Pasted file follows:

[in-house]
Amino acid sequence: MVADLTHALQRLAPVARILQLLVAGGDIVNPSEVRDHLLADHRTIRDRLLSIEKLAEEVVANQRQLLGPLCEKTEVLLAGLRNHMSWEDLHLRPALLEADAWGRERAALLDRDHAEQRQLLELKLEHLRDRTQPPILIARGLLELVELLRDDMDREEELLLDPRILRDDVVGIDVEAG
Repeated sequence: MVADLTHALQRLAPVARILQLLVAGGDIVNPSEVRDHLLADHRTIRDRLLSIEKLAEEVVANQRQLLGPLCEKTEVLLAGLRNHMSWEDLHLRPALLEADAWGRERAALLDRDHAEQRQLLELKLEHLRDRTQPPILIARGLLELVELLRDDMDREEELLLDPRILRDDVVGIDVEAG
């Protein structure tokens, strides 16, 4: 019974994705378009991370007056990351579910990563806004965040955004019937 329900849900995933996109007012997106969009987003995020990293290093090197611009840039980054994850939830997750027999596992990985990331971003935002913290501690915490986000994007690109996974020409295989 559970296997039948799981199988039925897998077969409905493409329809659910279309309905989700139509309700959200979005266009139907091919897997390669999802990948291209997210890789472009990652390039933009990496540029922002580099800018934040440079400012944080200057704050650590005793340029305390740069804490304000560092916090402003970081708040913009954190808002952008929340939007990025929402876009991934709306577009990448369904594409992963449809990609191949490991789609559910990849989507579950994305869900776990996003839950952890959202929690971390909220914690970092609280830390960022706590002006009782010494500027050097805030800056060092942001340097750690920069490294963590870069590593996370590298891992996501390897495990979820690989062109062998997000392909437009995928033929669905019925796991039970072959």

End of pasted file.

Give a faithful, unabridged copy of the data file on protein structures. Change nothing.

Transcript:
[in-house]
Amino acid sequence: MVADLTHALQRLAPVARILQLLVAGGDIVNPSEVRDHLLADHRTIRDRLLSIEKLAEEVVANQRQLLGPLCEKTEVLLAGLRNHMSWEDLHLRPALLEADAWGRERAALLDRDHAEQRQLLELKLEHLRDRTQPPILIARGLLELVELLRDDMDREEELLLDPRILRDDVVGIDVEAG
Repeated sequence: MVADLTHALQRLAPVARILQLLVAGGDIVNPSEVRDHLLADHRTIRDRLLSIEKLAEEVVANQRQLLGPLCEKTEVLLAGLRNHMSWEDLHLRPALLEADAWGRERAALLDRDHAEQRQLLELKLEHLRDRTQPPILIARGLLELVELLRDDMDREEELLLDPRILRDDVVGIDVEAG
């Protein structure tokens, strides 16, 4: 019974994705378009991370007056990351579910990563806004965040955004019937 329900849900995933996109007012997106969009987003995020990293290093090197611009840039980054994850939830997750027999596992990985990331971003935002913290501690915490986000994007690109996974020409295989 559970296997039948799981199988039925897998077969409905493409329809659910279309309905989700139509309700959200979005266009139907091919897997390669999802990948291209997210890789472009990652390039933009990496540029922002580099800018934040440079400012944080200057704050650590005793340029305390740069804490304000560092916090402003970081708040913009954190808002952008929340939007990025929402876009991934709306577009990448369904594409992963449809990609191949490991789609559910990849989507579950994305869900776990996003839950952890959202929690971390909220914690970092609280830390960022706590002006009782010494500027050097805030800056060092942001340097750690920069490294963590870069590593996370590298891992996501390897495990979820690989062109062998997000392909437009995928033929669905019925796991039970072959």